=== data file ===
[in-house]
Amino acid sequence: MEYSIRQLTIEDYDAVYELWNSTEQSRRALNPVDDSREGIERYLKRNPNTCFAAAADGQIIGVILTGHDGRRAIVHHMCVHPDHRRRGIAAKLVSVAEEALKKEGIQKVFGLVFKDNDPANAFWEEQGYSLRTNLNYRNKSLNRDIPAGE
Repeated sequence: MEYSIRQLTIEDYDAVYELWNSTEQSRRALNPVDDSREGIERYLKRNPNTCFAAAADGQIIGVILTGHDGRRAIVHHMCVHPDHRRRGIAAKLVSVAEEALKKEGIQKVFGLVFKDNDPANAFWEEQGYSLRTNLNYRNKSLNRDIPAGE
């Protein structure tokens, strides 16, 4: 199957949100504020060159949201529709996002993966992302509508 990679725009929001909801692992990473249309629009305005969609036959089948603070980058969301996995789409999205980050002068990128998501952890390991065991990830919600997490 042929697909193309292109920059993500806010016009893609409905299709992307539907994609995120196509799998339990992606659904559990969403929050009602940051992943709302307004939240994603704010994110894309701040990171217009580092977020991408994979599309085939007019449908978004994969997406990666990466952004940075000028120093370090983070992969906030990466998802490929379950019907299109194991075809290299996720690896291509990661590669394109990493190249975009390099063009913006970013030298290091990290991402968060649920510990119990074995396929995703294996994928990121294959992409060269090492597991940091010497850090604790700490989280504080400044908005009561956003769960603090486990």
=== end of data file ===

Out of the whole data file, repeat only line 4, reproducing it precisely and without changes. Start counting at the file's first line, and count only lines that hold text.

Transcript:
């Protein structure tokens, strides 16, 4: 199957949100504020060159949201529709996002993966992302509508 990679725009929001909801692992990473249309629009305005969609036959089948603070980058969301996995789409999205980050002068990128998501952890390991065991990830919600997490 042929697909193309292109920059993500806010016009893609409905299709992307539907994609995120196509799998339990992606659904559990969403929050009602940051992943709302307004939240994603704010994110894309701040990171217009580092977020991408994979599309085939007019449908978004994969997406990666990466952004940075000028120093370090983070992969906030990466998802490929379950019907299109194991075809290299996720690896291509990661590669394109990493190249975009390099063009913006970013030298290091990290991402968060649920510990119990074995396929995703294996994928990121294959992409060269090492597991940091010497850090604790700490989280504080400044908005009561956003769960603090486990």